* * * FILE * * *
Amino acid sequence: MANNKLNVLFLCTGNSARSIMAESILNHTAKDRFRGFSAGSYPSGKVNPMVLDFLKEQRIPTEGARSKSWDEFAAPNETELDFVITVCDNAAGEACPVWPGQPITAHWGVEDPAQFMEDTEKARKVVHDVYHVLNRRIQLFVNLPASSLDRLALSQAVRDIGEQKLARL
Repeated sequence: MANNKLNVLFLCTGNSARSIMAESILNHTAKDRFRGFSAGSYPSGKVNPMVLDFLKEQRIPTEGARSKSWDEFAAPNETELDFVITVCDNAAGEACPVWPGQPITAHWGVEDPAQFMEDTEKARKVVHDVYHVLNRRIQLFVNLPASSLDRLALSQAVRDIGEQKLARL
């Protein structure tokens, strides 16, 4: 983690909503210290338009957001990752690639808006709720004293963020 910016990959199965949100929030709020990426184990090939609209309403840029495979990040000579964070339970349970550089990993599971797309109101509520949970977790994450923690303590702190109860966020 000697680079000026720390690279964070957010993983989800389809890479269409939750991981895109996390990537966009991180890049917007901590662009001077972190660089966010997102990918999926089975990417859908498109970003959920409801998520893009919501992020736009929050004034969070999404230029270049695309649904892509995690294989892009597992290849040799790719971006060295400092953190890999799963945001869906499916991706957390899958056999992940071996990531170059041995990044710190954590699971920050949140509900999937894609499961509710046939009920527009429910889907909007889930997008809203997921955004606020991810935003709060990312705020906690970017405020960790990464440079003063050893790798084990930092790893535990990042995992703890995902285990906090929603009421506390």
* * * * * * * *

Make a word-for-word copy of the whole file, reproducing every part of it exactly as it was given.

Amino acid sequence: MANNKLNVLFLCTGNSARSIMAESILNHTAKDRFRGFSAGSYPSGKVNPMVLDFLKEQRIPTEGARSKSWDEFAAPNETELDFVITVCDNAAGEACPVWPGQPITAHWGVEDPAQFMEDTEKARKVVHDVYHVLNRRIQLFVNLPASSLDRLALSQAVRDIGEQKLARL
Repeated sequence: MANNKLNVLFLCTGNSARSIMAESILNHTAKDRFRGFSAGSYPSGKVNPMVLDFLKEQRIPTEGARSKSWDEFAAPNETELDFVITVCDNAAGEACPVWPGQPITAHWGVEDPAQFMEDTEKARKVVHDVYHVLNRRIQLFVNLPASSLDRLALSQAVRDIGEQKLARL
């Protein structure tokens, strides 16, 4: 983690909503210290338009957001990752690639808006709720004293963020 910016990959199965949100929030709020990426184990090939609209309403840029495979990040000579964070339970349970550089990993599971797309109101509520949970977790994450923690303590702190109860966020 000697680079000026720390690279964070957010993983989800389809890479269409939750991981895109996390990537966009991180890049917007901590662009001077972190660089966010997102990918999926089975990417859908498109970003959920409801998520893009919501992020736009929050004034969070999404230029270049695309649904892509995690294989892009597992290849040799790719971006060295400092953190890999799963945001869906499916991706957390899958056999992940071996990531170059041995990044710190954590699971920050949140509900999937894609499961509710046939009920527009429910889907909007889930997008809203997921955004606020991810935003709060990312705020906690970017405020960790990464440079003063050893790798084990930092790893535990990042995992703890995902285990906090929603009421506390």